So what do you do about it?  We need to stop coddling him.  “I’m sorry that you don’t like homework, but that is what we need to do now.”  Period.  End of conversation.  No arguments.

This is a biggie that my husband and I need to deal with.  Don’t invite an argument.  It’s hard.  Really hard.  As a parent, I want to explain myself.  I can’t with him.

It feels mean when I do this, and it has to be done properly (they explain how in the program and workbook)

I feel a little like a loaded weapon.  The program says to expect resistance, and after the first night I dang well got resisted.  They said to stick with it.  Change will happen fast.  I can only hope.  There was a whole lot of screaming when they went to bed tonight (At the correct time, without negotiating.)

I feel like a totalitarian dictator, really I do.  But this is the hard part I expected — the time when the parents take back the household.  It’s kind of like war, isn’t it?

This is not easy.  But each step to “understanding” I believe is helping me to cope with how to solve issues as they arise.

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Our Journey with the Total Transformation:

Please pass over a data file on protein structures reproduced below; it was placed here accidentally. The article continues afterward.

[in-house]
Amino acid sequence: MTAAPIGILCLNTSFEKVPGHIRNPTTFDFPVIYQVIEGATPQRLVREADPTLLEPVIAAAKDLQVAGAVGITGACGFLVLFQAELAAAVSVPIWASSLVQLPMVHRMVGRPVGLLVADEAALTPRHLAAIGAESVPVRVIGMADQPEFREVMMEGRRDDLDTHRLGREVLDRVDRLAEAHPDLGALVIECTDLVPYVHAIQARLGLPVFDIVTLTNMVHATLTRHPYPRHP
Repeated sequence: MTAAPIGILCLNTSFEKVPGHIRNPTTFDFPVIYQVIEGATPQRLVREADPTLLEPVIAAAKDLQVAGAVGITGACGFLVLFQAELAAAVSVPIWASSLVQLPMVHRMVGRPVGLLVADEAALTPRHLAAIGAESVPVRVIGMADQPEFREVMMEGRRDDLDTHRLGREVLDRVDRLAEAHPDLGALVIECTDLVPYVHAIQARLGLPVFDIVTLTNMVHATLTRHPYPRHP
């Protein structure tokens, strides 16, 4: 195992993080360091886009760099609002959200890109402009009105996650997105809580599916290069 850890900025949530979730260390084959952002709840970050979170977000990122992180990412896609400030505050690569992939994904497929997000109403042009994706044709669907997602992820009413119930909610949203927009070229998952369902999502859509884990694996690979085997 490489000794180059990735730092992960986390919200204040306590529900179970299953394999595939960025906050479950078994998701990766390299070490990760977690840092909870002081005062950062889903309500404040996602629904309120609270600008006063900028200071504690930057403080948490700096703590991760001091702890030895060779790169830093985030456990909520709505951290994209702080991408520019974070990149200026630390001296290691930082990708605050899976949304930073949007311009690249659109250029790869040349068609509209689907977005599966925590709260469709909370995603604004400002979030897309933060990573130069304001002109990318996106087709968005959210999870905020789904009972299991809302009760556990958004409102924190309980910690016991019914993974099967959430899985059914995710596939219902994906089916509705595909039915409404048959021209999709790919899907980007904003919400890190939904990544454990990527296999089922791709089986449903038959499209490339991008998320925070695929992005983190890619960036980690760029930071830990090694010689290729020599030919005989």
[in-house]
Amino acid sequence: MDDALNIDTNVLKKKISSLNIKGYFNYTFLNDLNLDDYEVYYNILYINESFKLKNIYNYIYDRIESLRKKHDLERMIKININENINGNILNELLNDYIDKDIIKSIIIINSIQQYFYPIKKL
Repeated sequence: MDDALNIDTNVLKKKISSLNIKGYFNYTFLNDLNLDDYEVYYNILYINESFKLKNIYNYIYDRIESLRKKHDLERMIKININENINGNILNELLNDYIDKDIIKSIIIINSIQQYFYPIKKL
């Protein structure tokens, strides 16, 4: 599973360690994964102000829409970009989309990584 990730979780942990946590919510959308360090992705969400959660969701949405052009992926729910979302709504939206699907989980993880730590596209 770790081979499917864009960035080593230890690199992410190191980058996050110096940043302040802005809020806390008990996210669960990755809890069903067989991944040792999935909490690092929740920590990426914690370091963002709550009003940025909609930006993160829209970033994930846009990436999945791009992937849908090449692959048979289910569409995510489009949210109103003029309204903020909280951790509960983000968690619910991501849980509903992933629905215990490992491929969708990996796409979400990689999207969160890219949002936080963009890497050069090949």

Week One post #1

Week Two Post #2 and Post #3

Week Three Post #4

Week Four Post #5

Week Five (This week) Post #6

Dealing with a child with behavioral issues: Our Journey with the Total Transformation #4

If you’re interested in what I’m dealing with, and what we’ve experienced thus far, check the posts listed below this article.

We are now officially in week two. We’ve seen excellent results using the “ten tips to help you right now” ideas with the older kids… but my two “A+ over-achievers” aren’t really the problem. (Unless you consider crying over getting a “B” on a test a problem – Ugh they are carbon copies of me, I swear) The older kids blink in surprise, and then react to my new-fangled requests like normal thinking human beings.  The six-year-old, though, rants around my requests, giving just as much a problem as I’ve become accustomed to.

Our son’s most common phrase this week:  “It’s not my fault, it’s yours (or his)”

On the bright side, he did actually finish his homework yesterday without a shouting match.  I’m not sure if that is coincidental or not.

The lesson for this week is called “Why won’t my child listen to me.”

While the first disk explained that my child with behavioral issues does not use the same thought processes that the rest of us do, and assured us that his behavior IS NOT our fault… Disk two left us feeling like it WAS all our fault.  They listed a number of common parenting mistakes … almost all of which either my husband, I, or both of us were guilty of.